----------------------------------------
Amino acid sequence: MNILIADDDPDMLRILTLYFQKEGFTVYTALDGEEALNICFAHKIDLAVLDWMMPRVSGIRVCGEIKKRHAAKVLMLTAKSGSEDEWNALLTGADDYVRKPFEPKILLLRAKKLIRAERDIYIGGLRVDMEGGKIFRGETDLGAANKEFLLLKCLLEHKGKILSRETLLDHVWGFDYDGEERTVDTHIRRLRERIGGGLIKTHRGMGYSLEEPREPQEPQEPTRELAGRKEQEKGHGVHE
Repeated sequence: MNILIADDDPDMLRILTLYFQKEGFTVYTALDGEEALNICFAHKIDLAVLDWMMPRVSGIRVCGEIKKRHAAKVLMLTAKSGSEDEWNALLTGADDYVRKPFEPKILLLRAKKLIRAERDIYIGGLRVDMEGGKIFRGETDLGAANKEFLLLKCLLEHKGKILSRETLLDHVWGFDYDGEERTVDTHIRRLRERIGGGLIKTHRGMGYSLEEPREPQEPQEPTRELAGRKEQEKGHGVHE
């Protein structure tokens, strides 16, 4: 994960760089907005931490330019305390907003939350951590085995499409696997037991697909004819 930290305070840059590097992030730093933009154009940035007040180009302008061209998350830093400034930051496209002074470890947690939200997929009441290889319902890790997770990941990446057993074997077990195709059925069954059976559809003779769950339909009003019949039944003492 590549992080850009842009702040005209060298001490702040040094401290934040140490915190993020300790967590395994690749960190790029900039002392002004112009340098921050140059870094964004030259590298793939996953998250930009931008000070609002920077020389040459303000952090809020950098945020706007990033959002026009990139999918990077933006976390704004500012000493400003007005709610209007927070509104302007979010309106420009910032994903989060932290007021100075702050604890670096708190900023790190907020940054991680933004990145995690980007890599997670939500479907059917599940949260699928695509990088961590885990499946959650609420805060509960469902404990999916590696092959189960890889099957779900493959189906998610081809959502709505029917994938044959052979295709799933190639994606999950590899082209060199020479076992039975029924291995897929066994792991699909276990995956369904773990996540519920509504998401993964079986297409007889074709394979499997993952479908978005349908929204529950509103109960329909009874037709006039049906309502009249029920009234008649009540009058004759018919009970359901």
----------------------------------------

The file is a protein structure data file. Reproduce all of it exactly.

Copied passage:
Amino acid sequence: MNILIADDDPDMLRILTLYFQKEGFTVYTALDGEEALNICFAHKIDLAVLDWMMPRVSGIRVCGEIKKRHAAKVLMLTAKSGSEDEWNALLTGADDYVRKPFEPKILLLRAKKLIRAERDIYIGGLRVDMEGGKIFRGETDLGAANKEFLLLKCLLEHKGKILSRETLLDHVWGFDYDGEERTVDTHIRRLRERIGGGLIKTHRGMGYSLEEPREPQEPQEPTRELAGRKEQEKGHGVHE
Repeated sequence: MNILIADDDPDMLRILTLYFQKEGFTVYTALDGEEALNICFAHKIDLAVLDWMMPRVSGIRVCGEIKKRHAAKVLMLTAKSGSEDEWNALLTGADDYVRKPFEPKILLLRAKKLIRAERDIYIGGLRVDMEGGKIFRGETDLGAANKEFLLLKCLLEHKGKILSRETLLDHVWGFDYDGEERTVDTHIRRLRERIGGGLIKTHRGMGYSLEEPREPQEPQEPTRELAGRKEQEKGHGVHE
């Protein structure tokens, strides 16, 4: 994960760089907005931490330019305390907003939350951590085995499409696997037991697909004819 930290305070840059590097992030730093933009154009940035007040180009302008061209998350830093400034930051496209002074470890947690939200997929009441290889319902890790997770990941990446057993074997077990195709059925069954059976559809003779769950339909009003019949039944003492 590549992080850009842009702040005209060298001490702040040094401290934040140490915190993020300790967590395994690749960190790029900039002392002004112009340098921050140059870094964004030259590298793939996953998250930009931008000070609002920077020389040459303000952090809020950098945020706007990033959002026009990139999918990077933006976390704004500012000493400003007005709610209007927070509104302007979010309106420009910032994903989060932290007021100075702050604890670096708190900023790190907020940054991680933004990145995690980007890599997670939500479907059917599940949260699928695509990088961590885990499946959650609420805060509960469902404990999916590696092959189960890889099957779900493959189906998610081809959502709505029917994938044959052979295709799933190639994606999950590899082209060199020479076992039975029924291995897929066994792991699909276990995956369904773990996540519920509504998401993964079986297409007889074709394979499997993952479908978005349908929204529950509103109960329909009874037709006039049906309502009249029920009234008649009540009058004759018919009970359901």